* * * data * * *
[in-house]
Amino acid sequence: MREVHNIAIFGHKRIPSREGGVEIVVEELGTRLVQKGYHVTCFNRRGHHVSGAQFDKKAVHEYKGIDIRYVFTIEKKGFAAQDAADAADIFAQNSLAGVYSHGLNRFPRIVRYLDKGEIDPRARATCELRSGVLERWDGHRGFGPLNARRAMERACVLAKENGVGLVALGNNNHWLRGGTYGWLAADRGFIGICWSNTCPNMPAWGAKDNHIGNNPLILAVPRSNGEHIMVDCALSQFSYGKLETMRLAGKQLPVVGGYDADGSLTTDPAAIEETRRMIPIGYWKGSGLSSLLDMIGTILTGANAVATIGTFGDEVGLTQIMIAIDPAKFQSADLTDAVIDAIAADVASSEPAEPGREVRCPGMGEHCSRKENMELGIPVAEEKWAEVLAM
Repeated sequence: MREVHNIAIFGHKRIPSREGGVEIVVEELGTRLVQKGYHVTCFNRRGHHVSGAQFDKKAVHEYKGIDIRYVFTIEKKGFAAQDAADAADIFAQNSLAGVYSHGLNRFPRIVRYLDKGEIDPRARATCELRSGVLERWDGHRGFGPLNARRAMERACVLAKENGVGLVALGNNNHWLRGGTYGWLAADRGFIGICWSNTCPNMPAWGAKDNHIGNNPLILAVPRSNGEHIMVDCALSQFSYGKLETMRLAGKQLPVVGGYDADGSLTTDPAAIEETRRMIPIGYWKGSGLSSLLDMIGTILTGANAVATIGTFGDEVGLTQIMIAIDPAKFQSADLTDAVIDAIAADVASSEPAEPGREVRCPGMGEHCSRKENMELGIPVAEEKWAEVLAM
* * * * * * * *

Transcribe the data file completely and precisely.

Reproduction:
[in-house]
Amino acid sequence: MREVHNIAIFGHKRIPSREGGVEIVVEELGTRLVQKGYHVTCFNRRGHHVSGAQFDKKAVHEYKGIDIRYVFTIEKKGFAAQDAADAADIFAQNSLAGVYSHGLNRFPRIVRYLDKGEIDPRARATCELRSGVLERWDGHRGFGPLNARRAMERACVLAKENGVGLVALGNNNHWLRGGTYGWLAADRGFIGICWSNTCPNMPAWGAKDNHIGNNPLILAVPRSNGEHIMVDCALSQFSYGKLETMRLAGKQLPVVGGYDADGSLTTDPAAIEETRRMIPIGYWKGSGLSSLLDMIGTILTGANAVATIGTFGDEVGLTQIMIAIDPAKFQSADLTDAVIDAIAADVASSEPAEPGREVRCPGMGEHCSRKENMELGIPVAEEKWAEVLAM
Repeated sequence: MREVHNIAIFGHKRIPSREGGVEIVVEELGTRLVQKGYHVTCFNRRGHHVSGAQFDKKAVHEYKGIDIRYVFTIEKKGFAAQDAADAADIFAQNSLAGVYSHGLNRFPRIVRYLDKGEIDPRARATCELRSGVLERWDGHRGFGPLNARRAMERACVLAKENGVGLVALGNNNHWLRGGTYGWLAADRGFIGICWSNTCPNMPAWGAKDNHIGNNPLILAVPRSNGEHIMVDCALSQFSYGKLETMRLAGKQLPVVGGYDADGSLTTDPAAIEETRRMIPIGYWKGSGLSSLLDMIGTILTGANAVATIGTFGDEVGLTQIMIAIDPAKFQSADLTDAVIDAIAADVASSEPAEPGREVRCPGMGEHCSRKENMELGIPVAEEKWAEVLAM